Porcupine Love; a Spiny Affair
Reproduction for porcupines – the subject of many speculative jokes- is a chancy affair. The female is fertile only once a year in the autumn and then only for a window of several hours. The male, being a solitary creature, must seek out a female at precisely the right moment, guarding her against all others until she accepts his advances. The courtship ritual includes the male spraying copious amounts of urine on his partner, followed by a delicate dance in avoidance of each other’s quills. If a successful mating occurs, the female will carry the fetus a record 270 days, bearing a single newborn and suckling it an equally lengthy 120 days! Within hours of birth, the pup’s quills have hardened enough to provide ample protection lasting a lifetime.
One is rarely offered a glimpse of the elusive porcupine. I’ve been lucky enough to see them on several occasions; snoozing in a fir tree in Alaska and munching horsetails in Colorado. During daylight, camouflaged high in the forest canopy, they perch precariously upon branches, crouched into spiny balls. A nocturnal creature, the porcupine’s world comes alive with the setting sun, when it descends to forage on succulent herbs and berries. Like the beaver, porcupines are active foresters. Their pruning activities allow more light through the canopy, which nourishes the understory plants they depend upon for summer forage.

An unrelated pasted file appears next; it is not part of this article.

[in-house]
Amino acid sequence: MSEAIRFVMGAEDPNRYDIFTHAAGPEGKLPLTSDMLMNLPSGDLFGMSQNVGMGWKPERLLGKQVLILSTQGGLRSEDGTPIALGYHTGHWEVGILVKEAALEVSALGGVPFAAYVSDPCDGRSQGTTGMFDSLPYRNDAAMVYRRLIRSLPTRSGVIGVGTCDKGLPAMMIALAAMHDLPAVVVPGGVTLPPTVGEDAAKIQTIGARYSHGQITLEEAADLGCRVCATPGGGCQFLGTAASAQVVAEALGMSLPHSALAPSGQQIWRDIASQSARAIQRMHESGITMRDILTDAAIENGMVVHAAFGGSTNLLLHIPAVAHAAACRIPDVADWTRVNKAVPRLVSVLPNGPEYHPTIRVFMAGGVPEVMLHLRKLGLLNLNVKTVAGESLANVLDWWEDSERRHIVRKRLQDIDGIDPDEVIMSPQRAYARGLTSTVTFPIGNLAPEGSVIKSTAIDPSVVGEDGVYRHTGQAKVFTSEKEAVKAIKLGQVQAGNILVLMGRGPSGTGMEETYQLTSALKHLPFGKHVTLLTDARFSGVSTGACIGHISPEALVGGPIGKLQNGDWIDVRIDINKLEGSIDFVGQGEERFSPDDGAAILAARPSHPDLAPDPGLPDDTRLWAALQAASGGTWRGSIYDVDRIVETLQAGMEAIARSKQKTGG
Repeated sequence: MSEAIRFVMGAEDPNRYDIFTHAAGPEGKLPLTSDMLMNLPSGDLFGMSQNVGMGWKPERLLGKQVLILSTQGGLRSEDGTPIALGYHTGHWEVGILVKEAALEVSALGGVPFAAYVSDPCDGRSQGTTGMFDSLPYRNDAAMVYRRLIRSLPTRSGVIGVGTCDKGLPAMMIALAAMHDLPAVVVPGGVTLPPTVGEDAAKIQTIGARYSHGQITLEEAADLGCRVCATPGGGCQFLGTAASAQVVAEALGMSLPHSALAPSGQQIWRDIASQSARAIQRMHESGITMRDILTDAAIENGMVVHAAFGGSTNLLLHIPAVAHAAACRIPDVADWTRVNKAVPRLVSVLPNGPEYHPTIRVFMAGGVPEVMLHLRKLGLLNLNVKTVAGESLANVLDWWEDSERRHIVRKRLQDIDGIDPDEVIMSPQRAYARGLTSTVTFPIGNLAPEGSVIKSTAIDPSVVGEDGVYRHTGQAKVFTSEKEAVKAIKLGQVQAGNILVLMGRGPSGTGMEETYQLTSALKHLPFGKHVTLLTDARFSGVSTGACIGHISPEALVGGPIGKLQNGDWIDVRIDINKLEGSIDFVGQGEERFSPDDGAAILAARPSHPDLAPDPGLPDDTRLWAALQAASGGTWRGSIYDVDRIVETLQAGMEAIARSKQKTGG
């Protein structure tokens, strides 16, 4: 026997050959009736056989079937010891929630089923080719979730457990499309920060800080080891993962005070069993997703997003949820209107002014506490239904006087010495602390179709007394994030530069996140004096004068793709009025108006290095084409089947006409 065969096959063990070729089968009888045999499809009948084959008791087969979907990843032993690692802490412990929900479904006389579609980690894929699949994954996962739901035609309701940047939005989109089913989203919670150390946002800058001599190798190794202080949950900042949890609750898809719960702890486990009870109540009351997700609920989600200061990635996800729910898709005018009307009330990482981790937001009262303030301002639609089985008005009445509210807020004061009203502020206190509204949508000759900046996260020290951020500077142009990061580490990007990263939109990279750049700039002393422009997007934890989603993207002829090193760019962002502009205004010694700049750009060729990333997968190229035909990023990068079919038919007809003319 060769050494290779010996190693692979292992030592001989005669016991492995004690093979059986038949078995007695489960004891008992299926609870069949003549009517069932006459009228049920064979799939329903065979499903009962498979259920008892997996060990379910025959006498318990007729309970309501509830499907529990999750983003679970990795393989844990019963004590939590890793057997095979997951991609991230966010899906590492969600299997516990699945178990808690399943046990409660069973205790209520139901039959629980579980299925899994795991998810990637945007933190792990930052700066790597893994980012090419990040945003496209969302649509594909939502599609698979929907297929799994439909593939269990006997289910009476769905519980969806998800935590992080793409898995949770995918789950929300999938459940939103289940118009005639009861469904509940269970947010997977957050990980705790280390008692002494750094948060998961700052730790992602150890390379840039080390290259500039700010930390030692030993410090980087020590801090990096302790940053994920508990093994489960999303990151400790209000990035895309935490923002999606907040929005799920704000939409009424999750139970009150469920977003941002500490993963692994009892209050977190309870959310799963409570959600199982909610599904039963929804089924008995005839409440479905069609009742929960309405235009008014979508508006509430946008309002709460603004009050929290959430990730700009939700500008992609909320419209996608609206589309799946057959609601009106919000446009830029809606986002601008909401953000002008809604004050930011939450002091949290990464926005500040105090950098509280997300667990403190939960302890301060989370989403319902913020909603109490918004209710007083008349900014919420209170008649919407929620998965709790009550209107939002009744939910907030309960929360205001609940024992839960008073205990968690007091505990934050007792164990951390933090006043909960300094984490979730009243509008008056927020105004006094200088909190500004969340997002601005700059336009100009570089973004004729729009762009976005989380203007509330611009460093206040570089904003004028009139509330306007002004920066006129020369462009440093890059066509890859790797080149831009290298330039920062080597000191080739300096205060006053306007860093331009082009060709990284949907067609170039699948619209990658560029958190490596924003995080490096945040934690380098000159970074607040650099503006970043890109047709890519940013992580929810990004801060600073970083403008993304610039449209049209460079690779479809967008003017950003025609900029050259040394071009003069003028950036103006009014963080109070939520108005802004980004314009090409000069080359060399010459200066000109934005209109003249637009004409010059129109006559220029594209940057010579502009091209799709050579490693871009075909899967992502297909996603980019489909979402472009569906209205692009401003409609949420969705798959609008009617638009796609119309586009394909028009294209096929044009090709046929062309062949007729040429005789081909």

Porcupines are rodents, yet their closest relatives are South American porcupines, guinea pigs, and chinchillas. Some three million years ago, as the continents of North and South America collided, porcupine forebears ambled north, along with the equally odd opossums and armadillos.
The porcupine knows few predators. If confronted, it confidently turns its back to the aggressor, displays its ample set of quills, slaps its tail back and forth and makes a cat-like hissing sound. Satisfied to have made a strong impression, it will lumber confidently away into the forest. Contrary to the popular myth, porcupines cannot throw their quills – yet the slightest touch will cause them to lodge in their victim’s skin, much to the chagrin of many a domestic dog.
One might wonder if porcupines risk impalement on their own coats of armor, and indeed they do. Yet, each quill is coated with a natural antibiotic to prevent infections should this occur. Quills also provide buoyancy for the animal as it fords waterways to travel and feed on aquatic plants. Some predators have overcome the creature’s formidable defenses, including mountain lions, bobcats. wolverines and fishers.
So if you come across one of these fascinating creatures in the forest, observe its unique behavior and beauty, but from a distance.